Embryonic Stem Cell Research Mired in Ethics Row
July 7, 2008 - 7:16 PM
(CNSNews.com) - An ethics storm surrounding one of the world's leading embryonic stem cell researchers could increase public wariness about the controversial work, some scientists say.
South Korean researcher Hwang Woo-suk, a national hero in his country for back-to-back world firsts in embryonic stem cell (ESC) research, is under fire at home and abroad, accused of unethical practices and misleading scientific colleagues.
Early last year, the Seoul National University professor was feted by the ESC research establishment for successfully cloning a human embryo and extracting a stem cell line from it.
In a follow-up success last May, Hwang announced that his team had now created nearly a dozen new ESC lines, which for the first time carried the DNA of ill or injured patients.
Proponents say ESCs may one day cure a range of diseases; pro-life and other opponents are against the research because human embryos are destroyed in the process.
Critics denounced the work, which the U.S.-based Center for Bioethics and Human Dignity (CBHD) said "produces human embryos for the explicit purpose of fatally mining them to obtain bodily materials for experimental purposes."
The CBHD also referred to the "exploitation of women" who donate eggs.
It is this latter issue that is now haunting Hwang.
For months he has dodged allegations that he used human eggs from two junior female research assistants.
On Tuesday, however, Seoul's leading Chosun Ilbo newspaper cited an anonymous source close to Hwang's team as confirming the claim.
Using donated specimens from junior staffers is considered unethical because coercion may be a factor.
The egg-retrieval procedure is invasive, entails hormonal drugs to stimulate the ovaries, and is known to carry low-probability - but potentially serious - risks, including future fertility difficulties and a disorder called ovarian hyperstimulation syndrome.
In another development this week, one of Hwang's colleagues, Roh Sung-il, admitted to reporters that, without consulting Hwang, he had paid about 20 other women almost $1,500 each in 2002 for donating eggs.
Payment for eggs is not illegal in Korea, but is frowned on ethically. Roh conceded that some of the women may have donated the eggs because they needed the money.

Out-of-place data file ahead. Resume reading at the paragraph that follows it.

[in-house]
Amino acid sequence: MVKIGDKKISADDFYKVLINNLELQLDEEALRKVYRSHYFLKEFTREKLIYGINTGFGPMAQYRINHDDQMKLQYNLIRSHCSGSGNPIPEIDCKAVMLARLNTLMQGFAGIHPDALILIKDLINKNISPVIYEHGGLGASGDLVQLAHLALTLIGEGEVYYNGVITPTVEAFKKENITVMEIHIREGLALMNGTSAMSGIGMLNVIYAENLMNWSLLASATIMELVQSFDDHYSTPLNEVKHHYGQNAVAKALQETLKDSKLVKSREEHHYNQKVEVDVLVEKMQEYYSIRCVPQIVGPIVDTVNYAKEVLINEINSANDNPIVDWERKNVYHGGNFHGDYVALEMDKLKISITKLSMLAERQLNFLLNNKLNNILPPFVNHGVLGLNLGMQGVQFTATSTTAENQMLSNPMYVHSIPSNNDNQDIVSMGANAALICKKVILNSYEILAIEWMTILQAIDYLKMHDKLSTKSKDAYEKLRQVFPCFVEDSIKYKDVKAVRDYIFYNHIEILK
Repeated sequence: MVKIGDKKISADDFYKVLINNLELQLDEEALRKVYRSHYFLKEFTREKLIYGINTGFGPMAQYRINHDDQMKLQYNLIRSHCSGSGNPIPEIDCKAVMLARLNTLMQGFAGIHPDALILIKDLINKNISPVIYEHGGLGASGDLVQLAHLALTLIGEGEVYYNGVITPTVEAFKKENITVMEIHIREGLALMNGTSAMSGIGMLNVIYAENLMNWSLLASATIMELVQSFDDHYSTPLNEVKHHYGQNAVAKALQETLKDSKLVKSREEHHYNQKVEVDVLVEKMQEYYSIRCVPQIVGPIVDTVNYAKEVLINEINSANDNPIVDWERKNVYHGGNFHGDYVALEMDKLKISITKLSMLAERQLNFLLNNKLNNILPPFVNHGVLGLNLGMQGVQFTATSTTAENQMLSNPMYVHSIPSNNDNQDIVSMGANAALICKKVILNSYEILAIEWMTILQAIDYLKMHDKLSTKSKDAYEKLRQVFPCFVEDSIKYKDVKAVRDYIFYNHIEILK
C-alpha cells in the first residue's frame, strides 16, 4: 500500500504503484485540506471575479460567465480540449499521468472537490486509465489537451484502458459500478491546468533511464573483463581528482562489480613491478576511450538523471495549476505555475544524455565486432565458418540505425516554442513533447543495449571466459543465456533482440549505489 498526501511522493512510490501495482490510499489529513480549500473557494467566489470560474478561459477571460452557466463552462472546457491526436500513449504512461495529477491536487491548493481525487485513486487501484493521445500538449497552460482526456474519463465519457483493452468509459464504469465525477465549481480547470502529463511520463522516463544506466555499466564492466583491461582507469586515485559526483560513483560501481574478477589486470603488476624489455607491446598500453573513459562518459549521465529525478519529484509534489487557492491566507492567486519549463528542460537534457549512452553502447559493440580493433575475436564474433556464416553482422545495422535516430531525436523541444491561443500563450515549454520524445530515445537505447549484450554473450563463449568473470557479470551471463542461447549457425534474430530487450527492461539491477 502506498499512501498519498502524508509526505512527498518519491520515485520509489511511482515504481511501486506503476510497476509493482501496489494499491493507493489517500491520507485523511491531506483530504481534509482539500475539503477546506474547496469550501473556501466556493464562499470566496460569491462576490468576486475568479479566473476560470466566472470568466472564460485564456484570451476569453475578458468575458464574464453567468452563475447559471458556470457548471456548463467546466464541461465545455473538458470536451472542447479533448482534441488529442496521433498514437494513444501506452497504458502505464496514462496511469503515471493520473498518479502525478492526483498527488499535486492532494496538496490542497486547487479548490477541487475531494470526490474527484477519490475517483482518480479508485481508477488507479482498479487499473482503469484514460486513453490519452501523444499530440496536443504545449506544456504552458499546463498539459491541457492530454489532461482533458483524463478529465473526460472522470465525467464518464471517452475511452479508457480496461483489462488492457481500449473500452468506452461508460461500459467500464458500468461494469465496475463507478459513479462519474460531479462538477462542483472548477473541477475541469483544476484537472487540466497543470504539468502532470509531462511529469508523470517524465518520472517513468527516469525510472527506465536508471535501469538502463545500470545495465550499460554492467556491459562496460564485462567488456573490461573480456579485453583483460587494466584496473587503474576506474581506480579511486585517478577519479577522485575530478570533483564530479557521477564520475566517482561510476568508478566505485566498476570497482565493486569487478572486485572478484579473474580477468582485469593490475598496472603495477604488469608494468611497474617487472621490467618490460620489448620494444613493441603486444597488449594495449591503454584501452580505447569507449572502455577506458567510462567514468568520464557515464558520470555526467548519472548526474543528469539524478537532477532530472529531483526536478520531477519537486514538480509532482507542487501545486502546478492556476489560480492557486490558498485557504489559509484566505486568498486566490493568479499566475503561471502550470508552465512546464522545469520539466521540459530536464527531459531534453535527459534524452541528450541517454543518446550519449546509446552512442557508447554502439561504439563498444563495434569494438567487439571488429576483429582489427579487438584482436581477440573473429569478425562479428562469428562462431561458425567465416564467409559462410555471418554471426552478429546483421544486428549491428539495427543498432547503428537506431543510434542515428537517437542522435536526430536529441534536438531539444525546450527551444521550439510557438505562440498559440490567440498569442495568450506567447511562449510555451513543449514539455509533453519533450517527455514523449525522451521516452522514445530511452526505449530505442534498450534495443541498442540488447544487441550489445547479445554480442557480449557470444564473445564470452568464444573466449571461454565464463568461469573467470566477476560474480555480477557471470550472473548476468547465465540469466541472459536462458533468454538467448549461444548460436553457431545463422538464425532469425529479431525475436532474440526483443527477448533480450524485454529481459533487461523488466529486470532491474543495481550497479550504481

Earlier this month an American collaborator, Prof. Gerald Schatten of the University of Pittsburgh, severed ties with the Korean, citing new information indicating that Hwang had not been open with him about the procurement of human eggs for the experiments.
Subsequently, a San Francisco-based in-vitro fertilization clinic pulled out of a new international consortium led by Hwang, whose aim is to provide hundreds of embryonic stem cell lines to world researchers.
The consortium, known as the World Stem Cell Hub, was launched just weeks ago at a ceremony in Seoul attended by South Korean President Roh Moo-hyun and top figures in the world of stem cell research.
The controversy has prompted considerable debate among ethicists.
"There are serious questions about whether the oversight process was sufficient, whether there was adequate informed consent, and whether there are substantial differences in the standards that govern research in South Korea and the United States," wrote David Magnus and Mildred Cho in a commentary on the American Journal of Bioethics website.
Question of trust
A report by the ethics committee of the American Society for Reproductive Medicine several years ago said payment for egg donation raised two ethical questions.
They were: "Do recruitment practices incorporating such incentives sufficiently protect the interests of [egg] donors?" and "Do financial incentives devalue human life by
treating [eggs] as property or commodities?"
When Hwang reported his first breakthrough in February 2004, scientific reports attributed his success to the team's use of "fresh" eggs from "young" donors.
Hwang said at the time that 16 Korean women had donated 242 eggs for that research project. They were obtained voluntarily and "none of the egg donors, their families and relatives received any benefit from the donation."
The Korean newspaper JoongAng Ilbo reported Wednesday that the government planned law changes or even a presidential decree by year's end to revise the country's bio-ethics regulations, especially with regard to egg donation.
A Seoul National University review panel is also investigating a possible ethics breach.
Some worry the controversy could be damaging to the broader field of ESC research.
Writing on an American Journal of Bioethics weblog, editor-in-chief Glenn McGee expressed concern that Hwang "could firmly establish in the public mind the view that stem cell researchers as a group cannot be trusted, not only because they are in a hurry and miss things along the way, but because they may be willing to deceive their own peers and the public about their devotion to ethics."
The weekly scientific journal Nature shared the concern. An editorial in the current edition said a thorough Korean government investigation was needed "not just for the sake of scientific integrity in South Korea, but to help persuade skeptics worldwide that research on human embryonic stem cells is being done ethically."
Last June the Florida-based Genetics Policy Institute, which campaigns on behalf of ESC research, gave Hwang its first Global Achievement Award at a stem cell policy and advocacy summit in Texas.
It described the Korean as a "true pathfinder and humanitarian."
Seoul's Yonhap news agency reports that Hwang had called a press briefing for Thursday to address the controversy.
See earlier stories:
Stem Cell Advance Heightens Ethical Tussle Ahead of House Debate (May 20, 2005)
Koreans in Human Cloning Breakthrough (Feb. 12, 2004)
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